Journal of Economics and Development, Vol. 24 No. 4, pp. 293-308. https://doi.org/10.1108/JED-05-2021-0072
Economic growth, international trade, and environmental degradation in Sub-Saharan Africa
This study investigates the relationship between economic growth, international trade, and environmental degradation in Sub-Saharan Africa (SSA), focusing on the validity of the environmental Kuznets hypothesis (EKC), the pollution havens hypothesis (PHH), and the factor endowment hypothesis (FEH).
The study uses annual data for 41 SSA countries between 1990 and 2017 and employs the bias-corrected least square dummy variable (LSDVC) estimation techniques. Environmental degradation is indicated by carbon dioxide (CO2), delicate particulate matter (PM2.5) emissions, and deforestation.
The results confirm the validity of the EKC hypothesis for PM2.5 emissions and deforestation but not for CO2 emissions. The results also indicate that international trade reduces deforestation and that both the PHH and FEH are valid for CO2 emission but not for PM2.5 emissions and deforestation.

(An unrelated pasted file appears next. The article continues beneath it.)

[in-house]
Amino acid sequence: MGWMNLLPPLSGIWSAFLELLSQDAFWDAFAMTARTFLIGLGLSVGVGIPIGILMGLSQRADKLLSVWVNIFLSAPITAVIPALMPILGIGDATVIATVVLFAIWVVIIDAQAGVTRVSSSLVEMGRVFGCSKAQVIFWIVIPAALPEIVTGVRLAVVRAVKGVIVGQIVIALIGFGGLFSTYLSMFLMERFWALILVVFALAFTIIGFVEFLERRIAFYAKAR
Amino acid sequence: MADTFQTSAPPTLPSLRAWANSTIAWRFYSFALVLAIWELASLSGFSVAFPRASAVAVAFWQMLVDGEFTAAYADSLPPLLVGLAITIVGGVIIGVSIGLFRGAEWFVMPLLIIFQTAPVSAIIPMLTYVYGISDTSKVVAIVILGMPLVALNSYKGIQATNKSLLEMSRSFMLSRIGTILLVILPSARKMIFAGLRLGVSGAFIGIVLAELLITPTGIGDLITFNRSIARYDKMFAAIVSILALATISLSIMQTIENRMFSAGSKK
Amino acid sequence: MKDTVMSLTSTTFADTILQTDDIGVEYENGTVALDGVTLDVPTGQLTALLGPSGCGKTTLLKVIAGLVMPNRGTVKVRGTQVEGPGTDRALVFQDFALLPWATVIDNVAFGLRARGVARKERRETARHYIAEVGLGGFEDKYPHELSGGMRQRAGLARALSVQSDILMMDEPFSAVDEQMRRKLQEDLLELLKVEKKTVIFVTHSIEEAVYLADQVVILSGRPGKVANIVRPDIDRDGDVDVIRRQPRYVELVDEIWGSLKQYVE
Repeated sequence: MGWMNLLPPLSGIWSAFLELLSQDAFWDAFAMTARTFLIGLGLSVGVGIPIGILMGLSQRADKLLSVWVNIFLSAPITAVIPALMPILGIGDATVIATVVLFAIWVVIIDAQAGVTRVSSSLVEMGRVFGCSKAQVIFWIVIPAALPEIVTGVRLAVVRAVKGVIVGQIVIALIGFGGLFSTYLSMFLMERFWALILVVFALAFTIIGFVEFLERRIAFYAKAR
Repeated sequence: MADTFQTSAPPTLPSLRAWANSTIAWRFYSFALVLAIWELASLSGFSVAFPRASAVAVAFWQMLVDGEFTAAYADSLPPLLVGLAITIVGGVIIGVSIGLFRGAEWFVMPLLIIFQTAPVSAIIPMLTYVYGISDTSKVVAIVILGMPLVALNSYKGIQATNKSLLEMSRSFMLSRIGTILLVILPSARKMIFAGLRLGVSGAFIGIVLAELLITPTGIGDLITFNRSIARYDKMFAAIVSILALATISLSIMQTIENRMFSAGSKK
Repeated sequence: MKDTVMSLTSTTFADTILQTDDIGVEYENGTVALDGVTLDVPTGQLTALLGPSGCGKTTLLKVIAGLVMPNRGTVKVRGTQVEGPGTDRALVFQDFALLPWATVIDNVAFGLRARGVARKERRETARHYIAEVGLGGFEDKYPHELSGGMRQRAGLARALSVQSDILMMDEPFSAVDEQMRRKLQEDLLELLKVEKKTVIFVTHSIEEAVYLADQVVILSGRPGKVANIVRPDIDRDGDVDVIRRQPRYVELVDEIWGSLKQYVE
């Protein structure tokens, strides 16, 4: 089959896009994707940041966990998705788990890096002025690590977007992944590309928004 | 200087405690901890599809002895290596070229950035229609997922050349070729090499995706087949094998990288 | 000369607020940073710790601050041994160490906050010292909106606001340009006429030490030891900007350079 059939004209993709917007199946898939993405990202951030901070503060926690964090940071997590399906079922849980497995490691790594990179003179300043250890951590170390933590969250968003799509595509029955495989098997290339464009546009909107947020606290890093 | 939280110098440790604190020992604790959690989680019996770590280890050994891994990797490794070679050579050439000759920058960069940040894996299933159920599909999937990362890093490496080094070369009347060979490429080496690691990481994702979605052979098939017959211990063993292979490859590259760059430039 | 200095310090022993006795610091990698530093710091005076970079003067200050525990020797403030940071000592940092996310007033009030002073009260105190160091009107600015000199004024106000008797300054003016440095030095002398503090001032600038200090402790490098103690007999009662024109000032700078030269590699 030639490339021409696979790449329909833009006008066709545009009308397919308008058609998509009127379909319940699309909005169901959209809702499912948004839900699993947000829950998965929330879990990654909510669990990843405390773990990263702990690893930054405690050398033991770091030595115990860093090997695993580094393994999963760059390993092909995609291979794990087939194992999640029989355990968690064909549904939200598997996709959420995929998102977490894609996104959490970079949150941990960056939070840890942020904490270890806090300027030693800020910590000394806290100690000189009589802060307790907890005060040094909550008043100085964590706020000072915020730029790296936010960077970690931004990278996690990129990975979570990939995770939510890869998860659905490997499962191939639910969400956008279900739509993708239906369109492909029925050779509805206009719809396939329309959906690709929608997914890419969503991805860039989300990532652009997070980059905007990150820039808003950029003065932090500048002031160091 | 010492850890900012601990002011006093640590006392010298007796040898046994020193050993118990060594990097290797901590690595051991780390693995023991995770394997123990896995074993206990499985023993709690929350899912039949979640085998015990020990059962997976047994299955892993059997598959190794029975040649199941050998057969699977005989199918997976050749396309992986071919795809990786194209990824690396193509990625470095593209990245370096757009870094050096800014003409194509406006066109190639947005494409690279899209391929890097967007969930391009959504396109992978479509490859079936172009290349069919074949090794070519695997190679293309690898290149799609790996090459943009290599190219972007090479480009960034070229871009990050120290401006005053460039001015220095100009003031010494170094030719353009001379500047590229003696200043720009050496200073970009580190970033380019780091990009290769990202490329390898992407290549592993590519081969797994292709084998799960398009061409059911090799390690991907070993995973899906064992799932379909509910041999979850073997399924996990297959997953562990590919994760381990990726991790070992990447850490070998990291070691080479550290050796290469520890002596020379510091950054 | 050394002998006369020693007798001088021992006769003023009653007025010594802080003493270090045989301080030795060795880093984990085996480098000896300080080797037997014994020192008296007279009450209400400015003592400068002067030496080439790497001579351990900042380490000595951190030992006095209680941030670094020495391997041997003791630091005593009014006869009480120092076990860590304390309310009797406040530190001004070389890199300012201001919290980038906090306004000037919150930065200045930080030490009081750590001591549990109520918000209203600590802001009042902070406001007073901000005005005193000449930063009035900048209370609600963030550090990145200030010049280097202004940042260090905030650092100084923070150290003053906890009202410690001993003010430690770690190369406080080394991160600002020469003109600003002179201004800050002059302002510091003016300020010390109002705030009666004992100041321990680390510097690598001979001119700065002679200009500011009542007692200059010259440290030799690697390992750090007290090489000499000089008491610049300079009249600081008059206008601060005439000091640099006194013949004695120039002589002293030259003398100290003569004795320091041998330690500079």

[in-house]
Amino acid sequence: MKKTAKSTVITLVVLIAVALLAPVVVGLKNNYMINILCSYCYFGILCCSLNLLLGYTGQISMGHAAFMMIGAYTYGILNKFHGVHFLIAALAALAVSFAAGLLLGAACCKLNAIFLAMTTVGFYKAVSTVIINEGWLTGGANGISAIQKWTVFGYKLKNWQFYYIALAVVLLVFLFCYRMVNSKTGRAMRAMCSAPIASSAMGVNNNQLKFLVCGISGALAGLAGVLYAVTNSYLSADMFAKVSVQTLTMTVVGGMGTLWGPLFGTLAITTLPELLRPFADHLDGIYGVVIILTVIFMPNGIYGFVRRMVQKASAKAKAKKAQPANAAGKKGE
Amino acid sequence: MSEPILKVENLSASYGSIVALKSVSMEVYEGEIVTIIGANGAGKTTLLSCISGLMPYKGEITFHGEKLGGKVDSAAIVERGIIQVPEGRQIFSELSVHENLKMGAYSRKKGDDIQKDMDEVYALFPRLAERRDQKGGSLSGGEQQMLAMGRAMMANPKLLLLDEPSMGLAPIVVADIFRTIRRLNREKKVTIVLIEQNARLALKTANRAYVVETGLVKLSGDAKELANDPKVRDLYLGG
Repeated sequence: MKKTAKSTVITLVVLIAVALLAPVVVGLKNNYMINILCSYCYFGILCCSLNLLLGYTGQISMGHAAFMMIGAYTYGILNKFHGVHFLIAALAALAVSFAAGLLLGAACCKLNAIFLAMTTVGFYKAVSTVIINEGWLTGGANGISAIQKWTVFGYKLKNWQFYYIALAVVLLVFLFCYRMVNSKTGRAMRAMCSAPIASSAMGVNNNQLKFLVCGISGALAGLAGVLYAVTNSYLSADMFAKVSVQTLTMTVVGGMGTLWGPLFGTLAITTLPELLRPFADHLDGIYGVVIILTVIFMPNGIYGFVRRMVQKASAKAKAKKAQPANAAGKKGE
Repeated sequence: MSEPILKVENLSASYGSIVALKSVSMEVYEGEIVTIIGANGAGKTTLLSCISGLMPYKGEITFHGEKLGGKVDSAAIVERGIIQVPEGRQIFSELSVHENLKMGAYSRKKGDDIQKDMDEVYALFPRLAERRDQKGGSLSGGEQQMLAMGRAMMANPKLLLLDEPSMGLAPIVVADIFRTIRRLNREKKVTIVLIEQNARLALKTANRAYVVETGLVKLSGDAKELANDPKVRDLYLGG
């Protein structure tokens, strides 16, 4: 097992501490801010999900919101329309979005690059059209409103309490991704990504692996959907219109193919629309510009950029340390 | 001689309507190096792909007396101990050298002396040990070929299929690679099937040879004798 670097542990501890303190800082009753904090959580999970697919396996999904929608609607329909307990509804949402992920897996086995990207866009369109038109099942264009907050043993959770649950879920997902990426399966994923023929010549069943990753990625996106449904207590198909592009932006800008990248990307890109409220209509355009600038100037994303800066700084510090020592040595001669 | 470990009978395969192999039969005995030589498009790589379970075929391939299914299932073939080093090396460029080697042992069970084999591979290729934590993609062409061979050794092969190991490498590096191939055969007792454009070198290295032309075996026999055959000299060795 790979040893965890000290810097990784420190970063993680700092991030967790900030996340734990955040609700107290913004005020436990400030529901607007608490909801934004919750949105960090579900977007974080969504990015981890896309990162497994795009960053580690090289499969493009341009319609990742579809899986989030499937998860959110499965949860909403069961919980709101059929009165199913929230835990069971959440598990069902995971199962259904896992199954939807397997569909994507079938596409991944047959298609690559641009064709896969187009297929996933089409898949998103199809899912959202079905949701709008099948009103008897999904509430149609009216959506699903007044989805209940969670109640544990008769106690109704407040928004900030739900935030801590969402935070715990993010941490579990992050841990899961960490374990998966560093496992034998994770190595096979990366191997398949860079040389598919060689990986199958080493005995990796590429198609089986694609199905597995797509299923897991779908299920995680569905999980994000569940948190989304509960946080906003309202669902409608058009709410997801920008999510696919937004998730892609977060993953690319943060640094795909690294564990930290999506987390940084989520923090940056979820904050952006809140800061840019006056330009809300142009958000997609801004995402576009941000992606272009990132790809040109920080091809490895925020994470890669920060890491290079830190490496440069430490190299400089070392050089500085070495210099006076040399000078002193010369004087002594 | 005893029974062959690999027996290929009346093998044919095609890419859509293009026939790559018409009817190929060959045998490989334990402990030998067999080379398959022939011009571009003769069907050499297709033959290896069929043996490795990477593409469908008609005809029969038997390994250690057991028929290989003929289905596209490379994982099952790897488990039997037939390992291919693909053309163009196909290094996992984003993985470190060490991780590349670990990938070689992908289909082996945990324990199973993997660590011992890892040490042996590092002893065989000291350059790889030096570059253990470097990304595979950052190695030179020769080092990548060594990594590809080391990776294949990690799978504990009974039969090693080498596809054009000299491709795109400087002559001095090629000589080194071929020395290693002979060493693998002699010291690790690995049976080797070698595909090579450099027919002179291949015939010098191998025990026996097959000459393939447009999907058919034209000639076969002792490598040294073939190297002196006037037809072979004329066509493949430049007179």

In this paper, the authors are able to illustrate that both economic growth and international trade can harm the environment if unchecked. Therefore, the conclusion of this study offers policy options through which SSA countries can achieve desired economic growth goals without affecting environmental quality. The study can be a benchmark for environmental policy in the region.
The authors provide an in-depth discussion of the growth-trade-environmental degradation nexus in SSA. The EKC, PHH, and FEH’s validity confirm that economic growth remains a threat to the local natural environment in SSA. Hence, the need for a trade-off between economic growth needs and environmental degradation and understanding where to compromise to achieve SSA's economic development priorities.
Keywords:Environmental degradation, Economic growth, Sub-Saharan Africa, Environmental Kuznets curve